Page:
Monday, November 24, 6:45 p.m.
Location: The Little Theatre, 240 East Avenue, Rochester NY ~ Tickets WPFS pass or $8 student, $10 others from The Little box office
Film run time: 45 minutes ~ Style: documentary ~ Languages: English and Arabic with English subtitles ~ Format: video projection from DVD ~ Year released: 2014
This film is screening in the same program as From al-Araqib to Susiya. Total running time for both films: 1 hour.
This is a joint report by Australian Broadcasting and The Australian newspaper. Reporter John Lyons travels to the West Bank to hear the story of children who claim they have been taken into custody, ruthlessly questioned, and then allegedly forced to sign confessions before being taken to court for sentencing.
Lyons meets Australian lawyer Gerard Horton, who’s trying to help the boys who are arrested, and also talks to senior Israeli officials to examine what’s driving the army’s strategy.
The program focuses on the stories of three boys: Islam Dar Ayyoub, Fathi Mahfouz, and Husam Zumara, all teenagers. In two cases the army came for the children in the middle of the night, before taking them to unknown locations where they are questioned.
A five-year-old arrested during the night is also described.
“I’ve never broken into houses in Jerusalem and torn apart apartments, but in Hebron where I served 14 months 24/7 that’s what we did to make our presence felt”, says ex-soldier and co-founder of ‘Breaking the Silence‘ group Yehuda Shaul, explaining the huge difference in treatment that the Palestinians in the West Bank receive compared to Israelis, and the tactics used to create a culture of fear.
It’s a claim that’s dismissed out of hand by Israel’s Ministry of Foreign Affairs. “A policy to create fear? There is no such thing. The only policy is to maintain law and order, that’s all. If there’s no violence, there’s no law enforcement.” But there is clear evidence of two legal systems operating, one for Israeli children and one for young Palestinians. Israeli settlers in the West Bank regularly attack Palestinian school children, knowing the authorities will not intervene.
It’s an impossible situation that may provide temporary security for Israel, but in the long term may well breed a new generation of Palestinians prepared to do anything to gain retribution.
Based in Boston, Nadia Ben-Youssef is USA Representative for Adalah, the organization that produced this film.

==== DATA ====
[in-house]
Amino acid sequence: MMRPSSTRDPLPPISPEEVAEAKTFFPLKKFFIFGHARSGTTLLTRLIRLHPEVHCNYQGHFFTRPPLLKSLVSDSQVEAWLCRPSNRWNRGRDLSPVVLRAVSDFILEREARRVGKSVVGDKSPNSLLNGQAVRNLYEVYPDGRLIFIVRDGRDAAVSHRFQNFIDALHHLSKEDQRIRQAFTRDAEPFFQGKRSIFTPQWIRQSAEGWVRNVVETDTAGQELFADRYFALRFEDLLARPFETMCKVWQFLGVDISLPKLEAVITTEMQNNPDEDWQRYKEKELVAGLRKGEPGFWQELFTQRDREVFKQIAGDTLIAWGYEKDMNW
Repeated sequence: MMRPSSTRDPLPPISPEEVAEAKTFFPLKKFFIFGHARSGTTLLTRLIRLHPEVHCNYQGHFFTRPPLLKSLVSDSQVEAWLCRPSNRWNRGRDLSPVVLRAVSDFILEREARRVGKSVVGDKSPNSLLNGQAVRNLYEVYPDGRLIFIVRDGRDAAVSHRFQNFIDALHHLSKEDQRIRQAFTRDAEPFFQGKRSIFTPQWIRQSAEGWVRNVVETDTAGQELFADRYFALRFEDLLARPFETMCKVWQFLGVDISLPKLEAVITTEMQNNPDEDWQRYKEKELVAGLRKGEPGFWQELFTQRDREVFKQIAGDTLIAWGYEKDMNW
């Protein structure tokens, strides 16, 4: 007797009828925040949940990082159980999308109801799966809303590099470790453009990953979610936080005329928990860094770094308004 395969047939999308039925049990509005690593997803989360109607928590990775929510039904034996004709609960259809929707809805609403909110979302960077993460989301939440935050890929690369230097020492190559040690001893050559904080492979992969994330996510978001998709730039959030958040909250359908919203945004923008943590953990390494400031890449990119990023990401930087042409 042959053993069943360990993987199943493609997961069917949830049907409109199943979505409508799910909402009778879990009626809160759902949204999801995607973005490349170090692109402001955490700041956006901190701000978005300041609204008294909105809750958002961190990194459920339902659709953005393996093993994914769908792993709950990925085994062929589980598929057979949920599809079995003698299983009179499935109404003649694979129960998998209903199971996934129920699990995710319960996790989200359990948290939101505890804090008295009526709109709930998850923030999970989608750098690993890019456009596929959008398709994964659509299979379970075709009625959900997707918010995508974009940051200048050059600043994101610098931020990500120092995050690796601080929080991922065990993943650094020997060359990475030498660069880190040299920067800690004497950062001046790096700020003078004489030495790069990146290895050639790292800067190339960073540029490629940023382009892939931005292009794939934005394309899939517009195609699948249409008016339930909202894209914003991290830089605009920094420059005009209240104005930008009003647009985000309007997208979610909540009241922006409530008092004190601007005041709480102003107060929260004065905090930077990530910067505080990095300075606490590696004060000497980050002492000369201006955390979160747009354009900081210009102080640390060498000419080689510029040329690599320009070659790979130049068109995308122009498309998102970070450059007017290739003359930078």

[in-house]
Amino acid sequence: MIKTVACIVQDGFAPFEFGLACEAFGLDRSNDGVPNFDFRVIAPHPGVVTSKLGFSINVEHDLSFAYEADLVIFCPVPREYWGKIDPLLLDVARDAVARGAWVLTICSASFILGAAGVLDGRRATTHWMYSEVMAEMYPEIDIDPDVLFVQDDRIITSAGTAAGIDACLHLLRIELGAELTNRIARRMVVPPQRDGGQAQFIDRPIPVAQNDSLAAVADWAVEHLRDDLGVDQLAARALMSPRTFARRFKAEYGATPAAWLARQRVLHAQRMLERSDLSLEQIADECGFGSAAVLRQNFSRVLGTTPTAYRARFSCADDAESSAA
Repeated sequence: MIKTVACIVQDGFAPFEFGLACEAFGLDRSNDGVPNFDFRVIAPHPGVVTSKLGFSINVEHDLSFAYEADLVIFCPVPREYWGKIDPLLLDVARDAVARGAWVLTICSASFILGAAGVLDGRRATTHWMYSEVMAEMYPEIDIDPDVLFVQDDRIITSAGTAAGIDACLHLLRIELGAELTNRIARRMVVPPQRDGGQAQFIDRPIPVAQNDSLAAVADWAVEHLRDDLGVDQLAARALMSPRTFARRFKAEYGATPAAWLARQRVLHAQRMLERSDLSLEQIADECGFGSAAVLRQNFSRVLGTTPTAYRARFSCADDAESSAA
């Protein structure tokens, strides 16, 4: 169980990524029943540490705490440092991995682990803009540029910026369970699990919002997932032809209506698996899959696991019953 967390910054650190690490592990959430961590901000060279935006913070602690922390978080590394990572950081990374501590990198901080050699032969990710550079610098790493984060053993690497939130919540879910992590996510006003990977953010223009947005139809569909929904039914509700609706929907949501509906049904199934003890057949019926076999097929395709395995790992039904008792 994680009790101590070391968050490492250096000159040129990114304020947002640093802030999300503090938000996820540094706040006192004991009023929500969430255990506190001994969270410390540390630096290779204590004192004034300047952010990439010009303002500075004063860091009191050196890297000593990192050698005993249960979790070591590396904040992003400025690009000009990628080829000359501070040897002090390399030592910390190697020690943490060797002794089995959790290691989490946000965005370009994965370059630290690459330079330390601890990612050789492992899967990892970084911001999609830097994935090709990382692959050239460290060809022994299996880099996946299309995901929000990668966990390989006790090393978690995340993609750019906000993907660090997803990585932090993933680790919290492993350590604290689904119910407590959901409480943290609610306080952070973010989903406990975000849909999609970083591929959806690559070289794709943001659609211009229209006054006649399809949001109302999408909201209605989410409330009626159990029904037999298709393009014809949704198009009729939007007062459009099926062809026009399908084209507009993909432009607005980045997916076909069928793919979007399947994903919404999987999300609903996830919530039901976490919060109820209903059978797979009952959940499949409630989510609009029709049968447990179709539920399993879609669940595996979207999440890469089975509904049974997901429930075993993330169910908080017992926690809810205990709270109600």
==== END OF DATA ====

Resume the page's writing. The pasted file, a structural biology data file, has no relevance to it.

She is a human rights lawyer and international advocate working to promote the rights of Palestinian citizens of Israel and Palestinians living under Occupation. Since 2010, she has coordinated the international advocacy for Adalah, The Legal Center for Arab Minority Rights in Israel. She was based in the Adalah’s Naqab (Negev) office in southern Israel.
In 2013 she began leading Adalah’s American advocacy efforts as the organization’s first U.S. Representative.
She is increasingly interested in the intersection between art and advocacy in advancing human rights. With Adalah, she has initiated film and photography projects that seek to visualize and humanize human rights violations in Israel and the Occupied Palestinian Territory.
She obtained an AB in Sociology from Princeton University and graduated cum laude from Boston College Law School with a concentration in Human Rights and International Justice.
She’ll join us through Skype for the panel discussion.
Brad Parker is an attorney and international advocacy officer with Defence for Children International Palestine, an independent child-rights organization dedicated to defending and promoting the rights of children living in the occupied territories.
Brad Parker is international advocacy officer and staff attorney at Defence for Children International Palestine. He leads DCI-Palestine’s legal advocacy efforts on Palestinian children’s rights.
Parker regularly writes and speaks on the situation of Palestinian children in the Occupied Palestinian Territory, particularly issues involving detention, ill-treatment, and torture of child detainees within the Israeli military detention system and violations of international humanitarian law and international human rights law.
He is a graduate of the University of Vermont and received his J.D. from the City University of New York School of Law.